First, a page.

How do you control an epidemic? In that context, let me discuss the SIR model of disease and demonstrate it in action. It’s the one that gives rise to those curves we’ve seen so many of, the ones that we’re trying to flatten.
We classify people into three categories: 1) susceptible (S) haven’t got the disease yet, so they’re vulnerable to it; 2) infected (I) have got it, so they might even give it to others; 3) recovered (R) either got over it or died, and presumably won’t get it again. The mathematical variables are S = fraction of the population which is susceptible, I = fraction infected, and R = fraction recovered, hence the name “SIR model.”
They change in two ways. First, new people get infected. This depends on S, how many potential victims are available to infect, on I, how many are available to infect them, and a constant factor that I’ll denote by the letter a. If you’re infected, it’s how many people you infect per day (on average) until you recover, if everyone is available to be infected. Second, infected people either recover or die, which depends on I, how many are infected, and a constant factor I’ll denote by the letter b.
Those constants, a and b, are the control knobs on the spread of a disease. Sometimes folks use other (but equivalent) variables, but the model is the same and its results unchanged. Particularly interesting is their ratio . When is less than 1, b is bigger than a so the infected recover faster than new cases arise, the disease can’t spread fast enough to sustain itself, and the whole thing fizzles out.
If I set the constants to values a=0.5, b=0.1, begin with only 1 infected person per million population, and let the model run for a 120 days, then I get the graph (of infected fraction I) shown above.
At first, progress of the desease is exponential, dominated by new cases, with the difference between the two control constants determining the speed of its exponential growth. But the available pool of victims S shrinks, and eventually there are so few victims to be found that recovery dominates and it turns to exponential decline, with the constant b determining its exponential rate.
We can make this more plain by graphing the same thing, but on a logarithmic plot:
The first phase, exponential growth, shows as straight-line growth in the logarithmic plot, while phase two, exponential decline, shows as straight-line decline.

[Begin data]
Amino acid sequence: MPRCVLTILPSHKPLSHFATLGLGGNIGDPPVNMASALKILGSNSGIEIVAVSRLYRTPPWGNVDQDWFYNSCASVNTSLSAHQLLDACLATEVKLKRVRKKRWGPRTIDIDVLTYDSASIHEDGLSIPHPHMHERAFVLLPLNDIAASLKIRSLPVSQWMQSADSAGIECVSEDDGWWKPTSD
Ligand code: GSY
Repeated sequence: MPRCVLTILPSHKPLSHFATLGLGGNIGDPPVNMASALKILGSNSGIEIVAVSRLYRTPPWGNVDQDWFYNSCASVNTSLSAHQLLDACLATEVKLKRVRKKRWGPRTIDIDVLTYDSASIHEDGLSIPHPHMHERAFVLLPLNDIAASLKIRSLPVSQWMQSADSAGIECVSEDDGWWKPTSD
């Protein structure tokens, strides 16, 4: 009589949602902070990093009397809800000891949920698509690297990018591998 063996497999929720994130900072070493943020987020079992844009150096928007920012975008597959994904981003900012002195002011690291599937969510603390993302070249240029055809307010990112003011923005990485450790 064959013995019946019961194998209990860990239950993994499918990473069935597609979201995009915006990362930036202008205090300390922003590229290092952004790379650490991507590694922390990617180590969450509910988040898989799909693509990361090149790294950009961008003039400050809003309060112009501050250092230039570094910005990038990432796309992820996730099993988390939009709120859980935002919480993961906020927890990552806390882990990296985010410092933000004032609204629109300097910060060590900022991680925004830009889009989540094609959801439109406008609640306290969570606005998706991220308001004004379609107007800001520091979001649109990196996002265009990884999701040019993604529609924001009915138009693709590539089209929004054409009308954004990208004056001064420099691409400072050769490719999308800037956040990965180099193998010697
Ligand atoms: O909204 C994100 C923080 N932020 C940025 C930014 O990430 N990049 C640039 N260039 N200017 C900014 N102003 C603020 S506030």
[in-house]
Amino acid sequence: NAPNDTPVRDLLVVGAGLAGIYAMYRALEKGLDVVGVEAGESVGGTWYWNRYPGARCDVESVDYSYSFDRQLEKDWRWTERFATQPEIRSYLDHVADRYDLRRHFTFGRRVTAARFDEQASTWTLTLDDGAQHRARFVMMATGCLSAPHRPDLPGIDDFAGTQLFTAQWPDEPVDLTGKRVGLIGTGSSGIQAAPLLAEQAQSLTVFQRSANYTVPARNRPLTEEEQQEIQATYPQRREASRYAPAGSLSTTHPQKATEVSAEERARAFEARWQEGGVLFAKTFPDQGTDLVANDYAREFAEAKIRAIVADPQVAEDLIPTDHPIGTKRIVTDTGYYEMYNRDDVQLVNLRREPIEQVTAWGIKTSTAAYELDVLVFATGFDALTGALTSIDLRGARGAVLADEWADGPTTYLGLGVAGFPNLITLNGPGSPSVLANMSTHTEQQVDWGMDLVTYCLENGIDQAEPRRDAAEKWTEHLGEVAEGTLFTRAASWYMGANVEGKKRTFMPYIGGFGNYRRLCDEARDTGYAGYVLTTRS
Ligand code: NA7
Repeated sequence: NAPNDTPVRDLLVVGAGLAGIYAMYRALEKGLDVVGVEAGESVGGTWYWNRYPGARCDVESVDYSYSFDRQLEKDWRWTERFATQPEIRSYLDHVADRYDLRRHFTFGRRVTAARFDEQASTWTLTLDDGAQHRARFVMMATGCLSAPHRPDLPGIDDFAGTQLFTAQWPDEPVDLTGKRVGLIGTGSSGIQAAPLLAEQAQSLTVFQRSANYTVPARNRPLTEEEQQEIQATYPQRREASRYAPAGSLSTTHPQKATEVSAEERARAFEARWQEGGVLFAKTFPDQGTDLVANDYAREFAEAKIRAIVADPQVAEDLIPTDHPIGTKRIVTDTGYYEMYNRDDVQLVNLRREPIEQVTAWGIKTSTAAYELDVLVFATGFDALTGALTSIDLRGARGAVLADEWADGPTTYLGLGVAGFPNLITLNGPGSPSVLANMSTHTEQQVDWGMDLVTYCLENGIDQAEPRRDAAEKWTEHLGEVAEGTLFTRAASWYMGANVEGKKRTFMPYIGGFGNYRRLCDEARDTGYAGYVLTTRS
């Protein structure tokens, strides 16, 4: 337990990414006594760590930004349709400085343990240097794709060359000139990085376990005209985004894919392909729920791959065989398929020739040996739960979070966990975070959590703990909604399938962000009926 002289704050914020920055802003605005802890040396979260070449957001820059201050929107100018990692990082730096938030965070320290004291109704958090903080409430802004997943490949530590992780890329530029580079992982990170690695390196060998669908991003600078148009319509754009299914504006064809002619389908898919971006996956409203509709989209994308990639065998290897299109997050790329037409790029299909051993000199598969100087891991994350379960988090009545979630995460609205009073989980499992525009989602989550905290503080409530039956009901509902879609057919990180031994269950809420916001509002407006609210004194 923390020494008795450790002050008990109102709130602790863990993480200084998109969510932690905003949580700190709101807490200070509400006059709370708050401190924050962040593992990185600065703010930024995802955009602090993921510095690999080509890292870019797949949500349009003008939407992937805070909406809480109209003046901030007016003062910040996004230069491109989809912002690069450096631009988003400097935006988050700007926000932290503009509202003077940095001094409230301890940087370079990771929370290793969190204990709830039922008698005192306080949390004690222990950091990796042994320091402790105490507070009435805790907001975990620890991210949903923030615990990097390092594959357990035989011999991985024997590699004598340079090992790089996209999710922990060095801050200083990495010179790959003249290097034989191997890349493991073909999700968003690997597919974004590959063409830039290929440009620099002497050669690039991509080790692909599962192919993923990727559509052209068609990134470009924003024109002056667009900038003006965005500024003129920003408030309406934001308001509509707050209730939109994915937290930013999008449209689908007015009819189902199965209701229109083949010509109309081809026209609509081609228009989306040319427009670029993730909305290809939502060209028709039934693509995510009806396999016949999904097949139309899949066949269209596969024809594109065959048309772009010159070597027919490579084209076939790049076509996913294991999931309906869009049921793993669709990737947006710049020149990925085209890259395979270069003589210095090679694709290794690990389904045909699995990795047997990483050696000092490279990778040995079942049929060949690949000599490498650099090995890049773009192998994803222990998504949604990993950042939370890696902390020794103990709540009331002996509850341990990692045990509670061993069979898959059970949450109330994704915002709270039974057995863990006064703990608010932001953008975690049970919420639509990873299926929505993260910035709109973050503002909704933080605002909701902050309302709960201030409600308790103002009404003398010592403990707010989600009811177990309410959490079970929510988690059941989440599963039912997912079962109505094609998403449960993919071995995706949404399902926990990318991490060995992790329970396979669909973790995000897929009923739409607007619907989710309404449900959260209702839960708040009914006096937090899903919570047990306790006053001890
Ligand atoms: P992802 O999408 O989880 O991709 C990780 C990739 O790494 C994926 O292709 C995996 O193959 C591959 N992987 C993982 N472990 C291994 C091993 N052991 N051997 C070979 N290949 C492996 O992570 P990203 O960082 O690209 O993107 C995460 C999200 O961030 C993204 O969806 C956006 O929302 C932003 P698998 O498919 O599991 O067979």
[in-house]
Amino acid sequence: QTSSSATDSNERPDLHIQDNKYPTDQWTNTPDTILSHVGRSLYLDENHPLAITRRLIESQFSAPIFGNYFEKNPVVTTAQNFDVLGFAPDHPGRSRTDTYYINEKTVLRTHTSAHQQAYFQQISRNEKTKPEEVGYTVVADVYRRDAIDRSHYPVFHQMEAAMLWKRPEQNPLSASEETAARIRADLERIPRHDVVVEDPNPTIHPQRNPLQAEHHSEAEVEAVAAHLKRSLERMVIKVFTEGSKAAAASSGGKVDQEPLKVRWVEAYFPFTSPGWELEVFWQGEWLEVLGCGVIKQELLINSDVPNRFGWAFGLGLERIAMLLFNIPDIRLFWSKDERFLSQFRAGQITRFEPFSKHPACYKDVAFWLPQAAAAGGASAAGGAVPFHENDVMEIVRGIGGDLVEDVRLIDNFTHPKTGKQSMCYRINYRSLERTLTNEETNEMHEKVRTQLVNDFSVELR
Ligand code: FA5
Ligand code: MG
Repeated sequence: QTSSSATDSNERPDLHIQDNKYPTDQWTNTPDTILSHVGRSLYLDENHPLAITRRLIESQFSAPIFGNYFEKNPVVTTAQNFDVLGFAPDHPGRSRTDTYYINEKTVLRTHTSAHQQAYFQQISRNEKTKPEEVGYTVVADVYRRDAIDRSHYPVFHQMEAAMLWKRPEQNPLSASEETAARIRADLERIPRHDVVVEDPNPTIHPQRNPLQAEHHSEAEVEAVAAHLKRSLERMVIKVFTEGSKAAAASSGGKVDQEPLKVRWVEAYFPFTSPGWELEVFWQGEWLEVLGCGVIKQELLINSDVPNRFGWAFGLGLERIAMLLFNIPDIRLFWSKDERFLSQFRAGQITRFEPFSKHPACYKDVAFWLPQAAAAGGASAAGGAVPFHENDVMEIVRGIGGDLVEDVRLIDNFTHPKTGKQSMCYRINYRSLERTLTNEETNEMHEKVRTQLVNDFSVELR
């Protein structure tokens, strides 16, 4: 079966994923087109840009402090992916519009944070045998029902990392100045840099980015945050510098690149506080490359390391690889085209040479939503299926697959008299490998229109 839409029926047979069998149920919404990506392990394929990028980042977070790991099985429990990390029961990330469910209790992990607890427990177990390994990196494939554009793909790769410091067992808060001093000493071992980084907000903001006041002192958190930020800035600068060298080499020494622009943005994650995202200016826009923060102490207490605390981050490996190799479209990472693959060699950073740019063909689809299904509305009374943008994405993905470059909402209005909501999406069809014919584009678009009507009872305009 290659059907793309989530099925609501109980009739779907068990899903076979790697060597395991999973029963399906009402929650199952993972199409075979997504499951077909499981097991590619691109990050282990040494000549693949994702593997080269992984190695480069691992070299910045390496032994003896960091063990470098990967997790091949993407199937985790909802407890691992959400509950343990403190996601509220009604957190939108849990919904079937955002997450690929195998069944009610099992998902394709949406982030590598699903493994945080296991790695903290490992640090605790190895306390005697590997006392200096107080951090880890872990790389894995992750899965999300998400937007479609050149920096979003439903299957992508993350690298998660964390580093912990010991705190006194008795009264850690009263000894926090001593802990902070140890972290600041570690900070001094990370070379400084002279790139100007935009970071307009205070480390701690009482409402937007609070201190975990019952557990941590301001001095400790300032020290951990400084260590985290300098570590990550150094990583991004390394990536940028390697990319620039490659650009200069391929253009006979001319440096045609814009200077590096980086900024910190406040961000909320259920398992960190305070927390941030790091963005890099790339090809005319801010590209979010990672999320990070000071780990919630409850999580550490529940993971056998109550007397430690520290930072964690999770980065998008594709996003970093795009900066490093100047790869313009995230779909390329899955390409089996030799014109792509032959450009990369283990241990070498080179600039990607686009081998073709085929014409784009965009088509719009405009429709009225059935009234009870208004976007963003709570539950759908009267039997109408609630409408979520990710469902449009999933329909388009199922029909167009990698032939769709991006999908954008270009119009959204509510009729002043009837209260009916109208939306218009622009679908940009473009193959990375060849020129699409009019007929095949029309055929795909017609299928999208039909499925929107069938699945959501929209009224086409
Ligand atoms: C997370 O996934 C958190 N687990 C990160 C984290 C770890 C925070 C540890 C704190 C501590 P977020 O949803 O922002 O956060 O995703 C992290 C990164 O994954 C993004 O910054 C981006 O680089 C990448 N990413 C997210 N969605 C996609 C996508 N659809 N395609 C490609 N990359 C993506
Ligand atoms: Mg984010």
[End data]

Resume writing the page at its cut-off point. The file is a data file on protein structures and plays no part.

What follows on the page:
In the first graph we see that at one time, about 50% of the population is infected. Eventually nearly everyone (over 99.5%) gets the disease, so if 1% of infected die, that’s about 3.4 million dead Americans. The whole thing is over in a few months, but with half the population sick at one time, it will overwhelm the health care system.
In order to change course, we must change the growth constant a or the recovery constant b or both. There’s not much we can do about the recovery constant, but we can start in on the growth constant by noticing that it has (at least) two important factors. We can say that , or to put it into words, the growth constant is the probability p that you infect someone you come into contact with, times the number c of contacts per day. And that tells us how to reduce the spread rate:
1: Reduce the probability of infection for each contact. Wear a mask, keep your distance (2m or 6ft).
2: Reduce the number of contacts. Close non-essential businesses, prohibit large gatherings.
When we do that, we decrease the spread rate a. It’s a fact. If we stop doing it, the spread rate a will increase. That too is a fact.
Let’s run the model again, but this time we’ll change the control settings in mid-stream. After 25 days, we’ll lower the spread rate a, dramatically in fact. Then we let things continue. What’s notable is that the new value of a is less than b, so the disease can’t grow, it starts to die out.
We won’t see that right away. That’s because we don’t really know the number I of infected. We often see graphs of “total cases,” but that’s the infected plus the recovered. What we see more often is new cases per day.
And we don’t even see that; we see new detected cases per day. Cases don’t get detected right away; for most people they are never detected at all, and those we do find are often those very sick, long after they contract the disease. I computed the number of new cases per day, then applied a Gaussian smooth to simulate spreading the detections out over a considerable time span. Here’s the result:
This is what it looks like if you get hit hard by the disease at the outset, then put strong measures in place to reduce the epidemic. They work. Like they did in New York state:
That’s how you control an epidemic.
Let’s do another simulation. At the start, we’re hit hard but not as hard. Then we institute control procedures, but not as tight as they did in New York. As a result, we keep the new-case level under control, but we barely get it to decline.
After a couple of months of that, we loosen controls. We have to save the economy! Let’s go to the beach! Disney World!! I need a haircut!!! It’s not as loose as it was when we did nothing — but it’s no longer tight enough to keep the lid on. Here’s the result, compared to what happened in the state of Florida:
That’s how you lose control of an epidemic.
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Excellent post as always, Tamino. I shared it. One quibble: In your list of ways to reduce spread, #1, distance keeping should be first and bold. “Masks” for the general populace means face coverings of all sorts, and even if they are surgical masks or N95 masks then usually they are improperly fitted and maintained such masks. Aerosols are not much prevented from exiting or entering by the general public’s “masks.” Even properly fitted surgical masks are not much good at filtering aerosols, which is why N95 masks even exist.
Yes, the main mechanism for this particular virus’s spread is droplets rather than aerosols, and “masks” of all sorts do a decent job of stopping droplets. But droplets also tend to drop to the ground within about three feet of someone who is not talking loudly, coughing, sneezing, singing, or yelling. Which is why six feet is a good recommendation of a minimum distance from such people. And yes, some aerosol production very close to the mouth and nose is stopped by arresting droplets before that happens, so masks stop creation of some aerosols.